Zizi in Apice

A Beginner’s Guide to Authentic Italian Food

In reference by Frank12 Comments

Welcome to our three part beginner’s guide to authentic Italian food! Here’s what you’ll find here:

Part I: The Varieties of Italian Cooking

This post walks you through the principal types of Italian cooking you are likely to encounter from true Italian food, the kind they make in Italy, to Italian Diaspora cooking, which at its best has an authenticity all its own, to the more dubious ‘Italian-style’ cooking and just plain bad imitations.

To read the post, click here.

Part II: Learning to Tell Real Italian Food from Fake

This post gives you some pointers on where to go to learn about authentic Italian food, from the best books and online sources to TV shows, and lists some of the most common tell-tales signs of fakery.

To read the post, click here.

Part III: How to Cook Authentic Italian Food at Home

This posts gives you the skinny on how to recreate authentic Italian dishes at home. It’s much easier than you think, so long as you keep some basic pointers in mind. The post runs down how to choose and work with ingredients for authentic flavors, and how to develop authentic cooking techniques. To get the most out of this post, read it in conjunction with our pages on The Italian Pantry and Italian Food Culture.

To read the post, click here.

Once you’ve been through these posts, I can guarantee that you will have a very good idea of what it takes to cook and eat authentic Italian food—the way it was meant to be enjoyed.

Buon appetito and happy cooking!

FrankA Beginner’s Guide to Authentic Italian Food

Comments

  1. Phyllis@Oracibo

    Frank, I just finished reading this post and all the related ones! Thank you so much…most folks should read this to get clear on what “Italian” cooking is all about. We have been lucky enough to spend quite a bit of time in Tuscany and Lazio cooking with amazing ingredients, shopping in markets, eating in various restaurants and sampling local wines. These experiences have added much to our knowledge about the regions (along with much reading). For us it is the respect for food that stands out so much! I think, as you say, the rules are there for a reason! Thank goodness for farmer’s markets!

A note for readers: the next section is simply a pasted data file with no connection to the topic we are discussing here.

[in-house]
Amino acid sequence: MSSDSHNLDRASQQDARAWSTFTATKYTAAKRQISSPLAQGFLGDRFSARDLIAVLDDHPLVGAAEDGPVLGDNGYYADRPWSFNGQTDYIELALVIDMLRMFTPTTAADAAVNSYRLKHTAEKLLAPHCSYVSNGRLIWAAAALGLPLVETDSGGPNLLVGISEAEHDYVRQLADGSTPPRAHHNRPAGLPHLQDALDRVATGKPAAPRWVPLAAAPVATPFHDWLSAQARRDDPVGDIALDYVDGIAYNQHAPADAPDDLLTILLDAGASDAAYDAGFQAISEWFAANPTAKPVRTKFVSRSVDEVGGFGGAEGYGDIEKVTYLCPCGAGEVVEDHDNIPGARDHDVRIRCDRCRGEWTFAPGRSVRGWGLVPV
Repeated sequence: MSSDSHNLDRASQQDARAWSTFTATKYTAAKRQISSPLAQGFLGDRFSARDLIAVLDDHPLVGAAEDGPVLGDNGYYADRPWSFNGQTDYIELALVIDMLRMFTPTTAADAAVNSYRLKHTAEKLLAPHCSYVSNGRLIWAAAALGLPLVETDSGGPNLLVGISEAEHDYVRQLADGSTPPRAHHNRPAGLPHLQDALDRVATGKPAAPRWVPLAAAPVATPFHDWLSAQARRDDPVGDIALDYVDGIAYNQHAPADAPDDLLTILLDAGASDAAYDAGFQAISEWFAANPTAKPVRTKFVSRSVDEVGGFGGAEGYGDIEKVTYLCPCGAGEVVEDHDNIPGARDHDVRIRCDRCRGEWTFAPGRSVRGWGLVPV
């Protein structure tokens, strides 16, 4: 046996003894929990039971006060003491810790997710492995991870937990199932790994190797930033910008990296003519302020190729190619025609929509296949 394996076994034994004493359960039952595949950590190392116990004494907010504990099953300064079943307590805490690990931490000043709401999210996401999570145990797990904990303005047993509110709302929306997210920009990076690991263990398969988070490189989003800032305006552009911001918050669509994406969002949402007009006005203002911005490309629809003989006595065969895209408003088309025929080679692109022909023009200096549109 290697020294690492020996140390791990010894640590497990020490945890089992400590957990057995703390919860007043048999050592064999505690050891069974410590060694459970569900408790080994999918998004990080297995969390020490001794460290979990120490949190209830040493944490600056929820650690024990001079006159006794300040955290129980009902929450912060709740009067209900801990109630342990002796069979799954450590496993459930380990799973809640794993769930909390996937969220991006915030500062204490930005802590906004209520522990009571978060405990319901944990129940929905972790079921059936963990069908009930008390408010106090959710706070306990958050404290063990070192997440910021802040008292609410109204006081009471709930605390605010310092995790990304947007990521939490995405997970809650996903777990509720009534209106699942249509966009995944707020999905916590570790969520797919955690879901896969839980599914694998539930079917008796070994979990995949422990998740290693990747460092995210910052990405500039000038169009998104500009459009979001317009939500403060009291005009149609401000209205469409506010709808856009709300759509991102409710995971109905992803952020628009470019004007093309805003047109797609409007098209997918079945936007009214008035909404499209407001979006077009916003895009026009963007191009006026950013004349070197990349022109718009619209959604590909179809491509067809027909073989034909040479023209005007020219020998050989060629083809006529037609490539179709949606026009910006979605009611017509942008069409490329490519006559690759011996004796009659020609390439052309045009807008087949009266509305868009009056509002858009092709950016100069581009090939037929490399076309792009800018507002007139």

1. Author
      Frank

      They are making tomato paste the old-fashioned way, by drying it on boards in the sun. Taken in my grandmother’s native town of Apice.

  2. Nancy/SpicieFoodie

    Frank this is a great series. I’ve been wanting to address the same thing for Mexican food. Like you and Simona I too experience frustration with all the misconceptions. I could talk about it all day long, but I won’t:) Thanks for posting this!

    1. helene dsouza

      I agree with nancy! thanks a lots for sharing. somebody asked me the other day what authentic Italian food is and honestly I wasn sure what to say. I feel each region has their own style but at the heart one will recognize an real italian dish. i can say that for example of Austrian food and French food. Compared to austrian food german tastes differently and even if its just over the border, 20 km further down the river.

    2. Anonymous

      Nancy, I would really enjoy your take on real vs fake Mexican food. Look forward to your post!

  3. Simona

    Congratulations on your new blog home.
    I must admit I get irritated when I see glaring mistakes or the spreading of misinformation.

    1. Frank Fariello

      Thanks, Simona! The misinformation that’s out there can be so frustrating. But it’s important to keep the faith—and keep spreading good information!

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